Observed and Parent-Report Measures of Social Communication in Toddlers With and Without Autism Spectrum Disorder Across Race/Ethnicity Purpose This study investigated whether measures of early social communication vary among young children of diverse racial/ethnic status with and without autism spectrum disorder (ASD). Method Participants were 364 toddlers between ages 18 and 36 months with a diagnosis of ASD confirmed (n = 195) or ruled out ... Research Article
Research Article  |   May 17, 2017
Observed and Parent-Report Measures of Social Communication in Toddlers With and Without Autism Spectrum Disorder Across Race/Ethnicity
 
Author Affiliations & Notes
  • Sheri T. Stronach
    University of Minnesota–Twin Cities, Minneapolis
  • Amy M. Wetherby
    Florida State University, Tallahassee
  • Disclosure: Amy M. Wetherby has a financial interest in the Communication and Symbolic Behavior Scales.
    Disclosure: Amy M. Wetherby has a financial interest in the Communication and Symbolic Behavior Scales. ×
  • Correspondence to Sheri T. Stronach: sstronac@umn.edu
  • Editor: Krista Wilkinson
    Editor: Krista Wilkinson×
  • Associate Editor: Laura DeThorne
    Associate Editor: Laura DeThorne×
Article Information
Special Populations / Cultural & Linguistic Diversity / Autism Spectrum / Language Disorders / Social Communication & Pragmatics Disorders / Research Articles
Research Article   |   May 17, 2017
Observed and Parent-Report Measures of Social Communication in Toddlers With and Without Autism Spectrum Disorder Across Race/Ethnicity
American Journal of Speech-Language Pathology, May 2017, Vol. 26, 355-368. doi:10.1044/2016_AJSLP-15-0089
History: Received June 29, 2015 , Revised November 23, 2015 , Accepted October 19, 2016
 
American Journal of Speech-Language Pathology, May 2017, Vol. 26, 355-368. doi:10.1044/2016_AJSLP-15-0089
History: Received June 29, 2015; Revised November 23, 2015; Accepted October 19, 2016

Purpose This study investigated whether measures of early social communication vary among young children of diverse racial/ethnic status with and without autism spectrum disorder (ASD).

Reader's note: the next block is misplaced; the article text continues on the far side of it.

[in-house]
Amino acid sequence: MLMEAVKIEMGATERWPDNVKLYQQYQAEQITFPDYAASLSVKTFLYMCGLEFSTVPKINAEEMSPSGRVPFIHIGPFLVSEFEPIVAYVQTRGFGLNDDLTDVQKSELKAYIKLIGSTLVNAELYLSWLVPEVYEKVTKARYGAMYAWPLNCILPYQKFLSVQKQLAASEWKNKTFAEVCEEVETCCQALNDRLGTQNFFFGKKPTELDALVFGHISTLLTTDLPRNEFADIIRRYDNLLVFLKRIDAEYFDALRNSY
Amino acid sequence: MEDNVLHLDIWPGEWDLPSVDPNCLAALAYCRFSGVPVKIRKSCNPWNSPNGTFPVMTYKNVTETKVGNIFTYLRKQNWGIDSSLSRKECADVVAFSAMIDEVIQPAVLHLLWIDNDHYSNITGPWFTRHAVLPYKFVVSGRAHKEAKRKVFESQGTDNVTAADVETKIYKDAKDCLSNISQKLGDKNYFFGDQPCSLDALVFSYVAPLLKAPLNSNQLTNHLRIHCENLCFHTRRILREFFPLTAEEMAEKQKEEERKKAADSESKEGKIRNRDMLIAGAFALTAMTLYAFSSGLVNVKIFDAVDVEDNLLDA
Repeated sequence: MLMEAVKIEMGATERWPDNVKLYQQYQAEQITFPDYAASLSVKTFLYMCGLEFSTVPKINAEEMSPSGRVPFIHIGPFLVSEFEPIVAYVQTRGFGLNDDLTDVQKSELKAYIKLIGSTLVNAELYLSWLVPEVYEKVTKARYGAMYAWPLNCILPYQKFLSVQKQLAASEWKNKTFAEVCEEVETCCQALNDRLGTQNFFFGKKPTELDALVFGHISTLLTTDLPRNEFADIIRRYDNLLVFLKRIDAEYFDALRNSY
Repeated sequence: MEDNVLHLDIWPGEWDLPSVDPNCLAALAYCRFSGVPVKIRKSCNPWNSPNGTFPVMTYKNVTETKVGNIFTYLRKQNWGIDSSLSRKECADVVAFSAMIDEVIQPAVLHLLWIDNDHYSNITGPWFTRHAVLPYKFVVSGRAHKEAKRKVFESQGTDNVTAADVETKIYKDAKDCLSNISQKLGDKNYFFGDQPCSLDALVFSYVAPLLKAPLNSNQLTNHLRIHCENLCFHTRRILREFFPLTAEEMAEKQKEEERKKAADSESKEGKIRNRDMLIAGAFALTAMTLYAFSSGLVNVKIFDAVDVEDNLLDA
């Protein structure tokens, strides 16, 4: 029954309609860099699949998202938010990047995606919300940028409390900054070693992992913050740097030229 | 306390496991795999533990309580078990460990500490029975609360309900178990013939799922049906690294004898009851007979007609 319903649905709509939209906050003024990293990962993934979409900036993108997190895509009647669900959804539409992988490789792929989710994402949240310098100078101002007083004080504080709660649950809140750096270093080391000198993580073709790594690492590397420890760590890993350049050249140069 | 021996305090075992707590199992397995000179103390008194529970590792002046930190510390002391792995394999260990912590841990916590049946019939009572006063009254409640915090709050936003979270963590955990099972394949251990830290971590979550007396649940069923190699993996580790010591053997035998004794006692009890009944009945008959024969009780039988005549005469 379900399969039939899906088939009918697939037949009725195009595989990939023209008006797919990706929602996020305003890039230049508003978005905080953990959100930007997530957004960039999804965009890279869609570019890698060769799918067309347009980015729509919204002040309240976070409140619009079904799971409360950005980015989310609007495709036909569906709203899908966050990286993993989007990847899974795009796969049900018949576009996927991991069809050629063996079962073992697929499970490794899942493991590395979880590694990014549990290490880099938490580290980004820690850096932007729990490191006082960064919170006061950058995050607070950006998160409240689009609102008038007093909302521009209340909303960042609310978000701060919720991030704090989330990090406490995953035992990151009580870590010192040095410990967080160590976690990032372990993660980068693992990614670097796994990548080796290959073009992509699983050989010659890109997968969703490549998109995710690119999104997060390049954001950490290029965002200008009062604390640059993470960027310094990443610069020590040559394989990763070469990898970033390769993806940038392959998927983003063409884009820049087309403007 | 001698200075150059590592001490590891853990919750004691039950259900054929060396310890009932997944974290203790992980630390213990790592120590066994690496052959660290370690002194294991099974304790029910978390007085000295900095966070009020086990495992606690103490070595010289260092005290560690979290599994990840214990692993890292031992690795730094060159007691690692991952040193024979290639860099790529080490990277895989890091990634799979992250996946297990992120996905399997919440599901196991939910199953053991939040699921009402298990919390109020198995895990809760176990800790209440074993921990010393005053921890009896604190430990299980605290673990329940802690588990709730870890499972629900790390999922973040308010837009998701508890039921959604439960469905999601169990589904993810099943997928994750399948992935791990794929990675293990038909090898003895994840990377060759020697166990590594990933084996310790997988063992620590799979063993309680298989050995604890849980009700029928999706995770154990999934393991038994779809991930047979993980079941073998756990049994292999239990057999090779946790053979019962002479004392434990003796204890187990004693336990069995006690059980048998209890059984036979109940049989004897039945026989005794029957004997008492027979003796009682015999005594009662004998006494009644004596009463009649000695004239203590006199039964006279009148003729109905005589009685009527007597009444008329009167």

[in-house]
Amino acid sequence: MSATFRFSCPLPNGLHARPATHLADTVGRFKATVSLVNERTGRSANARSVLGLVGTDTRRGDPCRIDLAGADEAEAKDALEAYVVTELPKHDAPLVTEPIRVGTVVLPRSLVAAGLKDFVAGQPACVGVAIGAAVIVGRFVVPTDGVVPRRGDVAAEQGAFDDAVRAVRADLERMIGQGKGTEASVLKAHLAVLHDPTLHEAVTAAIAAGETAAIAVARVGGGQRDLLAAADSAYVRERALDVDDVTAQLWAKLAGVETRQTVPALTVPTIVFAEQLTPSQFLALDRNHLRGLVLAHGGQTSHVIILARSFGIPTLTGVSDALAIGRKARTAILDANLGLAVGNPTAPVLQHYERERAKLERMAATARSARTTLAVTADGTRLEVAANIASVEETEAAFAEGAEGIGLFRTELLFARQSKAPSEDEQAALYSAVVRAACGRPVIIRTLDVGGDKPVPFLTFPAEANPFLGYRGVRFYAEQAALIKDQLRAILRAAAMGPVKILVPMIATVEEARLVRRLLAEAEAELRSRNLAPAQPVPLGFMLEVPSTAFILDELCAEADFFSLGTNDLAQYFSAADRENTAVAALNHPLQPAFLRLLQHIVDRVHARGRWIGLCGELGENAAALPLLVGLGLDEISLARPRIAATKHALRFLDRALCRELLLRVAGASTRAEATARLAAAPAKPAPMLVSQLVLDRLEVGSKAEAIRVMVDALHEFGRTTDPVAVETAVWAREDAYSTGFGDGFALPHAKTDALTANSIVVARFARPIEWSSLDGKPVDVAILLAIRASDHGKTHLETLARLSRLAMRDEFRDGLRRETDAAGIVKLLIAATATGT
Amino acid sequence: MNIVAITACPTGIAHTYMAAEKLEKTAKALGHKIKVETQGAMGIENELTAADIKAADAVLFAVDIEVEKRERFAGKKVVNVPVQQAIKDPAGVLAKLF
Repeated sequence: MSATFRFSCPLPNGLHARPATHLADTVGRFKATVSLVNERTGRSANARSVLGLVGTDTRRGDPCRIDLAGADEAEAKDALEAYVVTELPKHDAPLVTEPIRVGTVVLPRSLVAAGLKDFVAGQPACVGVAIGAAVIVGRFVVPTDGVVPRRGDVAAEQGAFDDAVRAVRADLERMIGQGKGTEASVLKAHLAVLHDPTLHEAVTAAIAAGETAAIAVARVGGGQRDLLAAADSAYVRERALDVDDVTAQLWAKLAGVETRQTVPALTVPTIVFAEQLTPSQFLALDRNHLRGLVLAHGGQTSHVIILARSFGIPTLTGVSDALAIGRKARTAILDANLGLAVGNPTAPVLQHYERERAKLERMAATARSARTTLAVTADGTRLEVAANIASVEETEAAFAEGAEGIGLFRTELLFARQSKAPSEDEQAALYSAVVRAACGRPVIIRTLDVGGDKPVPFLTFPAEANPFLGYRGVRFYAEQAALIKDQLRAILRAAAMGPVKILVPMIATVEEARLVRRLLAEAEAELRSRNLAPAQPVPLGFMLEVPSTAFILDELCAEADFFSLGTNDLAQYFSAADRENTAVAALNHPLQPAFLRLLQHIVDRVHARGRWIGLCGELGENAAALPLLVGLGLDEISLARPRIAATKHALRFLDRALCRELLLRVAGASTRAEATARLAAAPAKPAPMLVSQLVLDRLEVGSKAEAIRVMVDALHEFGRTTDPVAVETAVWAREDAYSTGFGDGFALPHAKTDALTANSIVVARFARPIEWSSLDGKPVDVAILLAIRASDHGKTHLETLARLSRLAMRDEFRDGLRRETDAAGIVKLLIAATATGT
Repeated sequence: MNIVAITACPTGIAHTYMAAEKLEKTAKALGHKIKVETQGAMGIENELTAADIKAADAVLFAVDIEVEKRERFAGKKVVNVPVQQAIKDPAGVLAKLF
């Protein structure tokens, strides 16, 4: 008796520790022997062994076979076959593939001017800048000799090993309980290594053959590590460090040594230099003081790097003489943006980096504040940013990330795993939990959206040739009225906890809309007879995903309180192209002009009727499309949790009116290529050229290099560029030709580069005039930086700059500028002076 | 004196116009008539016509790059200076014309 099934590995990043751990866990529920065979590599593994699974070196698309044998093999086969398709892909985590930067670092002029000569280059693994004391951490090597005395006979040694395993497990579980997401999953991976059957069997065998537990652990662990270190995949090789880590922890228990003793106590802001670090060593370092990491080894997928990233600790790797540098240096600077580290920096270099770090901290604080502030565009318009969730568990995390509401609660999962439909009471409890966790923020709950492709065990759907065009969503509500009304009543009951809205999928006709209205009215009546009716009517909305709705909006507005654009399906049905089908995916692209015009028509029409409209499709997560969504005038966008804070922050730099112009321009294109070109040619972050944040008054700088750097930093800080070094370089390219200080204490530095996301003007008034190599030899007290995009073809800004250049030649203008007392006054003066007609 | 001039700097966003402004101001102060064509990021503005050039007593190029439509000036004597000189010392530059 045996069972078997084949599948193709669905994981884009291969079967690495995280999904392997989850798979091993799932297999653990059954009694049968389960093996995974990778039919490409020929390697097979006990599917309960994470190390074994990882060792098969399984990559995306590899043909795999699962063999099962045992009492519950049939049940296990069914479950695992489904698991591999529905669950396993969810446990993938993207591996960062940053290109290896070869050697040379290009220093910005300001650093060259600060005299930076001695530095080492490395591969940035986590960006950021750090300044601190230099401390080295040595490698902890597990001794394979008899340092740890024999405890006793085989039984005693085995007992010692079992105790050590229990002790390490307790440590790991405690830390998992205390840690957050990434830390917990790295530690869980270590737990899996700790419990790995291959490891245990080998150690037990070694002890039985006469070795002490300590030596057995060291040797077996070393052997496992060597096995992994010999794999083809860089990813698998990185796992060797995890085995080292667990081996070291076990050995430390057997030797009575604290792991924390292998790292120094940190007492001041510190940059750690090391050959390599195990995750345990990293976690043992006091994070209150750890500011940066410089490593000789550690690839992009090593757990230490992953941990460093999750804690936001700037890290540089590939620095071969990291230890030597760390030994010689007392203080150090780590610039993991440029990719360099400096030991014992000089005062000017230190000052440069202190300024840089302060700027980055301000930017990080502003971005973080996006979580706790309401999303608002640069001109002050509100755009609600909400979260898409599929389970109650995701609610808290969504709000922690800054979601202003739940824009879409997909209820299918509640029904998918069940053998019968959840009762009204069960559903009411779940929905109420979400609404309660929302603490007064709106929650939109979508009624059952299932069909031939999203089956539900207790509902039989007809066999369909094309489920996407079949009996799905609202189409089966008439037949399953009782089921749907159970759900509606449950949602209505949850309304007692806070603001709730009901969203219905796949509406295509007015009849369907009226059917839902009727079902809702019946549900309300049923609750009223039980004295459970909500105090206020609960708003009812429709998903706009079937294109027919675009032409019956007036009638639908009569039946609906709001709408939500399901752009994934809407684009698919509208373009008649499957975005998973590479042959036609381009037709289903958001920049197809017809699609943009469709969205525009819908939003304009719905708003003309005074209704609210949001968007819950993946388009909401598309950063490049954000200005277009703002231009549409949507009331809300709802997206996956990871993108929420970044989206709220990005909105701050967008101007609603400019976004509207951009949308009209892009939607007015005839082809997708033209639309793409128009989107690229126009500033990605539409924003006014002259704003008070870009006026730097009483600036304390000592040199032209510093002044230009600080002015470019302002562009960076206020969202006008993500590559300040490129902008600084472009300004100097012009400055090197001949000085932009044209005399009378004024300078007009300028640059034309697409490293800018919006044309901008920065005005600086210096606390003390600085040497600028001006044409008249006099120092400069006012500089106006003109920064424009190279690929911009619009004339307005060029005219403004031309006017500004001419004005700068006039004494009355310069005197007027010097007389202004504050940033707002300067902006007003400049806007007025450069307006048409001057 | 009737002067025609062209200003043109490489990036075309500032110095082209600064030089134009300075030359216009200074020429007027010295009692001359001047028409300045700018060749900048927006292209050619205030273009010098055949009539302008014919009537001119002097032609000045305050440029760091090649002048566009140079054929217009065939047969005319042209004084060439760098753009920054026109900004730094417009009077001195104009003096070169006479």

Method Participants were 364 toddlers between ages 18 and 36 months with a diagnosis of ASD confirmed (n = 195) or ruled out (n = 169), from 3 racial/ethnic categories: non-Hispanic White (n = 226), non-Hispanic Black (n = 74), and Hispanic (n = 64). Group differences in social communication were examined using an observational measure—the Communication and Symbolic Behavior Scales Behavior Sample (CSBS-BS; Wetherby & Prizant, 2002)—and a parent-report measure, the Early Screening for Autism and Communication Disorders (Wetherby, Woods, & Lord, 2007).

Results Controlling for maternal education, children with ASD scored significantly lower on the CSBS-BS than children without, indicating poorer social communication skills, and higher on the Early Screening for Autism and Communication Disorders, indicating more ASD features. Racial/ethnic groups did not differ on 6 CSBS-BS clusters, but Non-Hispanic White toddlers scored significantly higher than both other groups on the Understanding cluster. There were no significant Diagnosis × Race/Ethnicity interactions.

Conclusion These findings indicate good agreement between observed and parent-report measures in this sample. Results suggest that the CSBS-BS and Early Screening for Autism and Communication Disorders could be viable tools in the detection process for toddlers with ASD in these racial/ethnic groups.

Acknowledgments
This project was supported in part by Eunice Kennedy Shriver National Institute of Child Health and Human Development Grant R01HD065272, National Institute on Deafness and Other Communication Disorders Grant R21DC010926, National Institute on Deafness and Other Communication Disorders Grant R01DC007462, and Centers for Disease Control and Prevention Grant U01DD000304, awarded to Amy M. Wetherby. The content is solely the responsibility of the authors and does not necessarily represent the official views of the Eunice Kennedy Shriver National Institute of Child Health and Human Development, the National Institute on Deafness and Other Communication Disorders, the National Institutes of Health, or the Centers for Disease Control and Prevention. We thank all of the families who have participated in the FIRST WORDS Project, and the staff for their assistance with data collection.
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